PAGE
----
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Earth of fire

Actualité volcanique, Articles de fond sur étude de volcan, tectonique, récits et photos de voyage

Publié le par Bernard Duyck
Publié dans : #Actualités volcaniques

The triptych depicting the eruption of Mount Bandai, in Japanese Bandaisan, on July 15, 1888, is attributed to Tankei Inoue, also called Inoue Yasuji.

This eruption occurred during the Meiji period (1868-1912) of the Japanese Empire. This period is considered as "the time of the lights" compared to the time of Edo, described as "feudal and vulgar period".

This is the second wave of the Ukiyo-e, meaning "image of the floating world", an artistic movement comprising a popular and narrative painting, and engravings on wood.

As Japan opens up to the West, and to imported photographic and printing techniques, prints are still informative and ephemeral.

Ukiyo-e print of Tankei Inoue depicting the Bandaisan eruption of July 15, 1888 - One click to enlarge - Doc.Art and Design of Japan

Ukiyo-e print of Tankei Inoue depicting the Bandaisan eruption of July 15, 1888 - One click to enlarge - Doc.Art and Design of Japan

Before its eruption in 1888, the Bandaisan was a conically shaped stratovolcano (seen from the south), often compared in literature to Mount Fuiji. It is in fact a complex of overlapping andesitic stratovolcanoes located on the main island of Honshu.

On July 15, after several earthquakes, one of magnitude 5, a phreatic eruption begins on the flanks of Kobandai (the youngest building), 100 meters above the Kaminoyu hot springs. The explosions follow one another at the rate of 15-20 / minute, accompanied by thunder traveling through a black eruptive column.

The eruption culminates in a cataclysmic explosion that destroys the Kobandai cone: a vertical plume develops and reaches 5,000 meters, a lateral blast, pyroclastic flows and debris avalanches estimated at 1.5 cubic kilometers, which cover 34 km² . Villages are swept by the avalanche moving according to visual testimony at 80 km / h, and 461 Japanese are killed.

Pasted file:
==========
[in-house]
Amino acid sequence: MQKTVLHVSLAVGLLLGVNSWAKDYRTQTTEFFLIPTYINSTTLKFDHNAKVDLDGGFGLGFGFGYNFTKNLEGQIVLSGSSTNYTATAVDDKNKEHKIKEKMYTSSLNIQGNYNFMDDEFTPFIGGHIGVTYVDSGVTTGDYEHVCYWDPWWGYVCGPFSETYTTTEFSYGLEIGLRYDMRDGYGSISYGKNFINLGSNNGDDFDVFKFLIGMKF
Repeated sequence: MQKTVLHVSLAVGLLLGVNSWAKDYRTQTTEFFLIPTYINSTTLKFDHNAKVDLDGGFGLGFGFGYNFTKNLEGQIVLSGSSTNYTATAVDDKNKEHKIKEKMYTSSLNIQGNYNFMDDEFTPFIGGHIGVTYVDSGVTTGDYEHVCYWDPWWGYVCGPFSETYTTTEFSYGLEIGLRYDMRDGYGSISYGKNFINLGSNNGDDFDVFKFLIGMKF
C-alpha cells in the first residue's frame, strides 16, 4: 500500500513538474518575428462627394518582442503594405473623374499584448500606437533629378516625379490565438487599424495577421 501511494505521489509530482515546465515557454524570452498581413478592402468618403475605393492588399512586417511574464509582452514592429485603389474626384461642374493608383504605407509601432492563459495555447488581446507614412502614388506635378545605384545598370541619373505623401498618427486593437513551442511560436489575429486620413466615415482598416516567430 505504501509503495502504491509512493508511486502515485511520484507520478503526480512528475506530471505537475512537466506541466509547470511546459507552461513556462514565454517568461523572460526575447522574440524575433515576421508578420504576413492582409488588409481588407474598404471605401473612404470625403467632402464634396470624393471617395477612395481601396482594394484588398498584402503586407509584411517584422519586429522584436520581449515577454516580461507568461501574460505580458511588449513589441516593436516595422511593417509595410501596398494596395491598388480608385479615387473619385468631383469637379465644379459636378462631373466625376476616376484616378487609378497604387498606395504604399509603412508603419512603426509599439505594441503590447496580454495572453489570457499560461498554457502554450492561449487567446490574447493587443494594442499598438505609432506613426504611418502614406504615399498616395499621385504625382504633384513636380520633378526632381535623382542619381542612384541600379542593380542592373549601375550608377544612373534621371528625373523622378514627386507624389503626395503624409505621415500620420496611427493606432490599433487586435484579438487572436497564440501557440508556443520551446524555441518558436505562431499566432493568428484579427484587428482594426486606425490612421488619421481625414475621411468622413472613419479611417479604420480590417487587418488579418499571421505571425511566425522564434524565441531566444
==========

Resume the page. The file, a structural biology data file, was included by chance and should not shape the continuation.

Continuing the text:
Debris avalanches cause a dam that will give birth to Lakes Ibara and Akimoto.

Ukiyo-e print of Tankei Inoue depicting the Bandaisan eruption of July 15, 1888 - detail on the pulverishing of the top of the volcano and the lateral blast - Doc.Art and Design of Japan

Ukiyo-e print of Tankei Inoue depicting the Bandaisan eruption of July 15, 1888 - detail on the pulverishing of the top of the volcano and the lateral blast - Doc.Art and Design of Japan

Tankei Inoue describes in his triptych, both earthquakes overturning homes, the explosion of the summit and the eruptive lateral blast, accompanied by gigantic bombs, and the desperate flight of the inhabitants and animals along a river.

Art on the way of fire - the eruption of Bandaisan by Tankei Inoue.

Japanese geologists from Tokyo Imperial University, Seikei Sekiya and Y.Kikuchi, will visit the devastated area in the days following this one-day eruption. After a study of several months, they will publish a report in English in the Journal of Sciences that become a classic of volcanology, describing a phreatic eruption and a flank collapse defining "Bandai type eruption".

A photographer will make the first pictures printed by Yomiuri Shimbun.
 

The Bandaisan, seen from Inawashiro Lake - photo Σ64

The Bandaisan, seen from Inawashiro Lake - photo Σ64

Bandaisan - the caldera left by the summit explosion during the 1888 eruption - Doc.H.Seo / Geological Survey of Japan / AIST

Bandaisan - the caldera left by the summit explosion during the 1888 eruption - Doc.H.Seo / Geological Survey of Japan / AIST

Sources:

- Volcanodiscovery - Bandai volcano

- Global Volcanism Program - Bandaisan

- Volcanoes of Japan - Quaternary volcanoes - Bandaisan

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